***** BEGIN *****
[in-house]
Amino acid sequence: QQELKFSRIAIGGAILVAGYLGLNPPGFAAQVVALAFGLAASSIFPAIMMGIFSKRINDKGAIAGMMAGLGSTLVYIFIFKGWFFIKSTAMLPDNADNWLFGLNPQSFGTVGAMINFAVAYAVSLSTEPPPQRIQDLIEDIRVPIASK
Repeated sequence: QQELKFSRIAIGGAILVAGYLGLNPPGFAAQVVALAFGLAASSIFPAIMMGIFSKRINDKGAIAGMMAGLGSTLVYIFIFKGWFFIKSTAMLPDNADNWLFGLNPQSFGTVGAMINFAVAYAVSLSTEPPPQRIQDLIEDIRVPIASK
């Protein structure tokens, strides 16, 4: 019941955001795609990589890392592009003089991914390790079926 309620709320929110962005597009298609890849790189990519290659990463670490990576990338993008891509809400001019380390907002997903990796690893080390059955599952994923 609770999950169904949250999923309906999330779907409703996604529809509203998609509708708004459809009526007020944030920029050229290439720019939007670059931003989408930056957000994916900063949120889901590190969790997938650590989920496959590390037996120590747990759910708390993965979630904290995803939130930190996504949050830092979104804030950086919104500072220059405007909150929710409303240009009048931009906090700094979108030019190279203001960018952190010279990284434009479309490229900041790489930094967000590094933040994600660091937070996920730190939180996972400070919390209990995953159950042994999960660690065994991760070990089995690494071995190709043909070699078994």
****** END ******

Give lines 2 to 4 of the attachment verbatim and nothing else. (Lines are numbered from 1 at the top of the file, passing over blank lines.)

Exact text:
Amino acid sequence: QQELKFSRIAIGGAILVAGYLGLNPPGFAAQVVALAFGLAASSIFPAIMMGIFSKRINDKGAIAGMMAGLGSTLVYIFIFKGWFFIKSTAMLPDNADNWLFGLNPQSFGTVGAMINFAVAYAVSLSTEPPPQRIQDLIEDIRVPIASK
Repeated sequence: QQELKFSRIAIGGAILVAGYLGLNPPGFAAQVVALAFGLAASSIFPAIMMGIFSKRINDKGAIAGMMAGLGSTLVYIFIFKGWFFIKSTAMLPDNADNWLFGLNPQSFGTVGAMINFAVAYAVSLSTEPPPQRIQDLIEDIRVPIASK
């Protein structure tokens, strides 16, 4: 019941955001795609990589890392592009003089991914390790079926 309620709320929110962005597009298609890849790189990519290659990463670490990576990338993008891509809400001019380390907002997903990796690893080390059955599952994923 609770999950169904949250999923309906999330779907409703996604529809509203998609509708708004459809009526007020944030920029050229290439720019939007670059931003989408930056957000994916900063949120889901590190969790997938650590989920496959590390037996120590747990759910708390993965979630904290995803939130930190996504949050830092979104804030950086919104500072220059405007909150929710409303240009009048931009906090700094979108030019190279203001960018952190010279990284434009479309490229900041790489930094967000590094933040994600660091937070996920730190939180996972400070919390209990995953159950042994999960660690065994991760070990089995690494071995190709043909070699078994």